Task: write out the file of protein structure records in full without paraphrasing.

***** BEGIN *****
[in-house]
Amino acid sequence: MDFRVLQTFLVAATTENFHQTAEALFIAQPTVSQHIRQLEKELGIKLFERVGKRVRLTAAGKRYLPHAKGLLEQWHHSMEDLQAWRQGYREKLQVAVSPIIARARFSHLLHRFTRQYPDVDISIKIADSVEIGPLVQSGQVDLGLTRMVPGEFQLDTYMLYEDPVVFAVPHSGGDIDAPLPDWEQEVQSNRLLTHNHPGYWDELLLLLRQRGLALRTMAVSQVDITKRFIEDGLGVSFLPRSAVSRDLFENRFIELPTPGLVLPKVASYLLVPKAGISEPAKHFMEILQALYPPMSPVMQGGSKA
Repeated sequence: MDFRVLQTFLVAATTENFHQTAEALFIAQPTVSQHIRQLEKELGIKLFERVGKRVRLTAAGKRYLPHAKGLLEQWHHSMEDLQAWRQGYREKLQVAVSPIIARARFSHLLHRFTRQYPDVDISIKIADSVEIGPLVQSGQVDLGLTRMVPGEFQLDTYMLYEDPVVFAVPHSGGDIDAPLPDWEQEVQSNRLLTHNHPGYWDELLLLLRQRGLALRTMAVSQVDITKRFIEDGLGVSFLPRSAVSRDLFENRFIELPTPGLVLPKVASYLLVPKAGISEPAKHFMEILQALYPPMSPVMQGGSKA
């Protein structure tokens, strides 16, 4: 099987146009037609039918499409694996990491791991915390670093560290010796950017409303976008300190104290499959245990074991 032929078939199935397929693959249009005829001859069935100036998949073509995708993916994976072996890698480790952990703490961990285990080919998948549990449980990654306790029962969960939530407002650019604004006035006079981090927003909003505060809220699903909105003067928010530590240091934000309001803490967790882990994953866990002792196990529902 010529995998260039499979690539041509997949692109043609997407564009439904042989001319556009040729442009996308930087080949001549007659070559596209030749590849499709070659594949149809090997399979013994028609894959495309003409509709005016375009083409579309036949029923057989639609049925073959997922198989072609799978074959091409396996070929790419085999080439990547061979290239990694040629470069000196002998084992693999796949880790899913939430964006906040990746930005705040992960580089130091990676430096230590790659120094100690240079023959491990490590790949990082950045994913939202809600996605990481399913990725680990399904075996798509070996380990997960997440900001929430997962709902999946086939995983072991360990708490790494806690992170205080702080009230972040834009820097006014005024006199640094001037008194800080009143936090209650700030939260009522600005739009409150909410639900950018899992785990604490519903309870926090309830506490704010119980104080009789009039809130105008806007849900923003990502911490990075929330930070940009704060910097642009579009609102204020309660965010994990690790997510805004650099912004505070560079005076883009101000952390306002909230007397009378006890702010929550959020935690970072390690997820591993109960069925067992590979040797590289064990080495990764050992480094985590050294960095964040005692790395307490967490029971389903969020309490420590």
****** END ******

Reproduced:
[in-house]
Amino acid sequence: MDFRVLQTFLVAATTENFHQTAEALFIAQPTVSQHIRQLEKELGIKLFERVGKRVRLTAAGKRYLPHAKGLLEQWHHSMEDLQAWRQGYREKLQVAVSPIIARARFSHLLHRFTRQYPDVDISIKIADSVEIGPLVQSGQVDLGLTRMVPGEFQLDTYMLYEDPVVFAVPHSGGDIDAPLPDWEQEVQSNRLLTHNHPGYWDELLLLLRQRGLALRTMAVSQVDITKRFIEDGLGVSFLPRSAVSRDLFENRFIELPTPGLVLPKVASYLLVPKAGISEPAKHFMEILQALYPPMSPVMQGGSKA
Repeated sequence: MDFRVLQTFLVAATTENFHQTAEALFIAQPTVSQHIRQLEKELGIKLFERVGKRVRLTAAGKRYLPHAKGLLEQWHHSMEDLQAWRQGYREKLQVAVSPIIARARFSHLLHRFTRQYPDVDISIKIADSVEIGPLVQSGQVDLGLTRMVPGEFQLDTYMLYEDPVVFAVPHSGGDIDAPLPDWEQEVQSNRLLTHNHPGYWDELLLLLRQRGLALRTMAVSQVDITKRFIEDGLGVSFLPRSAVSRDLFENRFIELPTPGLVLPKVASYLLVPKAGISEPAKHFMEILQALYPPMSPVMQGGSKA
């Protein structure tokens, strides 16, 4: 099987146009037609039918499409694996990491791991915390670093560290010796950017409303976008300190104290499959245990074991 032929078939199935397929693959249009005829001859069935100036998949073509995708993916994976072996890698480790952990703490961990285990080919998948549990449980990654306790029962969960939530407002650019604004006035006079981090927003909003505060809220699903909105003067928010530590240091934000309001803490967790882990994953866990002792196990529902 010529995998260039499979690539041509997949692109043609997407564009439904042989001319556009040729442009996308930087080949001549007659070559596209030749590849499709070659594949149809090997399979013994028609894959495309003409509709005016375009083409579309036949029923057989639609049925073959997922198989072609799978074959091409396996070929790419085999080439990547061979290239990694040629470069000196002998084992693999796949880790899913939430964006906040990746930005705040992960580089130091990676430096230590790659120094100690240079023959491990490590790949990082950045994913939202809600996605990481399913990725680990399904075996798509070996380990997960997440900001929430997962709902999946086939995983072991360990708490790494806690992170205080702080009230972040834009820097006014005024006199640094001037008194800080009143936090209650700030939260009522600005739009409150909410639900950018899992785990604490519903309870926090309830506490704010119980104080009789009039809130105008806007849900923003990502911490990075929330930070940009704060910097642009579009609102204020309660965010994990690790997510805004650099912004505070560079005076883009101000952390306002909230007397009378006890702010929550959020935690970072390690997820591993109960069925067992590979040797590289064990080495990764050992480094985590050294960095964040005692790395307490967490029971389903969020309490420590």